To Know One’s Self | Madeline Pettet

Is it the best of both worlds or a curse to be a Changeling?

To Know One’s Self

Madeline Pettet

For the Wolves II: Vows Award

Sadie lay in bed, unable and unwilling to fall asleep. She could hear Madam Pierce’s snores through the several walls that separated them – she wasn’t sure if it was just her better-than-normal hearing or the old woman had some kind of nasal problem. Even so, that wasn’t the noise keeping her awake. Outside were chirps, grunts, soft hisses, and everything in-between. Every one of them felt like a call meant just for her.

Impatiently, she threw the blanket off and ran the short distance to the window. Her eyes saw through the blackness, out into the neat yard with its singular tree. Looking past her own reflection, she could see a wolf sitting underneath the tree. He stared up at Sadie and she felt no fear to hold his gaze. She broke it only to race from the second-storey bedroom and out to him. The wolf rubbed its cold nose against Sadie’s palm and she stifled a giggle as he licked her fingers. Abruptly, he ran to the fence where two palings had come loose and been pushed aside; beyond them lay scrubland that seamlessly shifted to a forest. With a whine, he looked back at Sadie before rushing through the gap.

“Wait!” Sadie called. Overhead, Madam Pierce’s bedside lamp snapped on, yellow light spilling onto the lawn.

“Sadie? Are you out there?” Her approach was heralded by the clumping of sleep-filled legs on stairs and the back door slamming open. “What on earth are you doing out here?”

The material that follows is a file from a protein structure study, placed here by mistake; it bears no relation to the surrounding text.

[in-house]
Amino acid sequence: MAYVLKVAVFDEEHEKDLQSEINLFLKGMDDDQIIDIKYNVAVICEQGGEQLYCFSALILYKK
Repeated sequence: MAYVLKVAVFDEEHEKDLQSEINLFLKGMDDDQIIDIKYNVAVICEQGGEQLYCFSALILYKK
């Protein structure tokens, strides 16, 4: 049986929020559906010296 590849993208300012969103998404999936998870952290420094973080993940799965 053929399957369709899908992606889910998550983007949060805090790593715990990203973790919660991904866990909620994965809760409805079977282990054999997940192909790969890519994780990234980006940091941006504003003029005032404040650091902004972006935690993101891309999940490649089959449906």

With a speed and strength ill-fitting a woman her age, she gripped Sadie’s wrist and yanked her back inside, locking the door shut before Sadie could protest.

“Don’t think about running away after all the effort we went to finding you!”

Sadie’s mouth gaped open a couple of times as anger radiated off Madam Pierce. Then the veneer of the kindly old woman was back.

“Your parents are so looking forward to seeing you again; your mother cried when I told her you’d come back and your father looked like he’d won the lottery. You don’t want to disappoint them and vanish into thin air again now, do you?”

Sadie shook her head although she didn’t remember her parents at all really.

“Then I can trust you not to wander off?”

She nodded.

“Well that’s more than enough excitement for one night. Let me get you some tea dear, it’ll help you sleep.” A warm mug was soon in Sadie’s hands and she drifted off to sleep with barely enough time to make it back into her bed.


The next morning, Madam Pierce took Sadie into the basement. Sadie hesitated at the top of stairs.

“Dear, what can I do to a girl like you?” Madam Pierce called up to her. Relenting, Sadie joined her in the bare concrete space. While it was as clean as the rest of the house, even well-lit, the strange symbols painted on the walls and floors made her shiver.

“Right,” Madam Pierce clapped her hands together, “first things first, let’s see if you can control it.”


Madam Pierce ignored her, directing her to stand in the middle of a circular pentagram. “Close your eyes and call to it.”

“Call to what?”